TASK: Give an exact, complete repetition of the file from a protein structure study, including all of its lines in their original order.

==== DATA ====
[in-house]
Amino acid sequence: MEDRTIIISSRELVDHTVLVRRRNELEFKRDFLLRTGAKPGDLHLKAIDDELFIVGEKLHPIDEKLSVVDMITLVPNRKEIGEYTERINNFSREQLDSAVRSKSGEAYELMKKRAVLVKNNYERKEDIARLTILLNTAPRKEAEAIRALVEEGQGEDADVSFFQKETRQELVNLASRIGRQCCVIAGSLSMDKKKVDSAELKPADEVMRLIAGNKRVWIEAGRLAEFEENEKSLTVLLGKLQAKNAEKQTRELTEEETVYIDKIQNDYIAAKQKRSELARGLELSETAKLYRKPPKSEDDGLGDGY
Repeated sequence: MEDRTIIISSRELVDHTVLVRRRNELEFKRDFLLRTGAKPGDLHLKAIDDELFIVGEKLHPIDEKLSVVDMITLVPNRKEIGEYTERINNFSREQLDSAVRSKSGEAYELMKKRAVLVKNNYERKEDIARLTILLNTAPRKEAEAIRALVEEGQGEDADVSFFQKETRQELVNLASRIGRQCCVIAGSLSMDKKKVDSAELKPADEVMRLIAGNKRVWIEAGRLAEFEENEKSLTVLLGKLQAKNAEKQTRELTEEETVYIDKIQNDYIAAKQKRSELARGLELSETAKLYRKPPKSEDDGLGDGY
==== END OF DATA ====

[in-house]
Amino acid sequence: MEDRTIIISSRELVDHTVLVRRRNELEFKRDFLLRTGAKPGDLHLKAIDDELFIVGEKLHPIDEKLSVVDMITLVPNRKEIGEYTERINNFSREQLDSAVRSKSGEAYELMKKRAVLVKNNYERKEDIARLTILLNTAPRKEAEAIRALVEEGQGEDADVSFFQKETRQELVNLASRIGRQCCVIAGSLSMDKKKVDSAELKPADEVMRLIAGNKRVWIEAGRLAEFEENEKSLTVLLGKLQAKNAEKQTRELTEEETVYIDKIQNDYIAAKQKRSELARGLELSETAKLYRKPPKSEDDGLGDGY
Repeated sequence: MEDRTIIISSRELVDHTVLVRRRNELEFKRDFLLRTGAKPGDLHLKAIDDELFIVGEKLHPIDEKLSVVDMITLVPNRKEIGEYTERINNFSREQLDSAVRSKSGEAYELMKKRAVLVKNNYERKEDIARLTILLNTAPRKEAEAIRALVEEGQGEDADVSFFQKETRQELVNLASRIGRQCCVIAGSLSMDKKKVDSAELKPADEVMRLIAGNKRVWIEAGRLAEFEENEKSLTVLLGKLQAKNAEKQTRELTEEETVYIDKIQNDYIAAKQKRSELARGLELSETAKLYRKPPKSEDDGLGDGY